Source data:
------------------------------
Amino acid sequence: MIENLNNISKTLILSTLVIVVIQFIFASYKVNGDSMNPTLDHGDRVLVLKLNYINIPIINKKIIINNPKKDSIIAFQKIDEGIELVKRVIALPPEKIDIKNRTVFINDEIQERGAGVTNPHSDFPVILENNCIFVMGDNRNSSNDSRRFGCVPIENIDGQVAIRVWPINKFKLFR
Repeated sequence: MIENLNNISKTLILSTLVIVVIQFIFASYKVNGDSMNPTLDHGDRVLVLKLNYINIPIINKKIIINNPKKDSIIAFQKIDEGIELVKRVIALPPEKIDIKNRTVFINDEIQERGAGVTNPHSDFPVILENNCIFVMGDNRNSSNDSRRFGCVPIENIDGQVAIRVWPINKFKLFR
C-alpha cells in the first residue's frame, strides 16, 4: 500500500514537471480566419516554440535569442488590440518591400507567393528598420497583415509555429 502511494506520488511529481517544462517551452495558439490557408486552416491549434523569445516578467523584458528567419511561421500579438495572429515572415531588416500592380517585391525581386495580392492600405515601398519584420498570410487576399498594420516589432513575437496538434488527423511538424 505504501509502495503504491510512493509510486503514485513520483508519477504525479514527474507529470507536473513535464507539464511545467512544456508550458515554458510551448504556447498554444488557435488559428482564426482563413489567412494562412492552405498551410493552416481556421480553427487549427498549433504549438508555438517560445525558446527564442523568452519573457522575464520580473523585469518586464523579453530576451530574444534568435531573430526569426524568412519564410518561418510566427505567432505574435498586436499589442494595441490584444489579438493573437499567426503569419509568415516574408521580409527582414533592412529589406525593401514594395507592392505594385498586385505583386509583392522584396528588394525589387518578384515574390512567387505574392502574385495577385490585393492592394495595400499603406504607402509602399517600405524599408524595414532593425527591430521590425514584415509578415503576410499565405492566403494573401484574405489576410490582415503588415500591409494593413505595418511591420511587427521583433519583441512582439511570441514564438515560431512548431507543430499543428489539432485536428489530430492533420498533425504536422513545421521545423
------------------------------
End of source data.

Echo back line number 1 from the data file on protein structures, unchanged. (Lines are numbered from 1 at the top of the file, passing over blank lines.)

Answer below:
Amino acid sequence: MIENLNNISKTLILSTLVIVVIQFIFASYKVNGDSMNPTLDHGDRVLVLKLNYINIPIINKKIIINNPKKDSIIAFQKIDEGIELVKRVIALPPEKIDIKNRTVFINDEIQERGAGVTNPHSDFPVILENNCIFVMGDNRNSSNDSRRFGCVPIENIDGQVAIRVWPINKFKLFR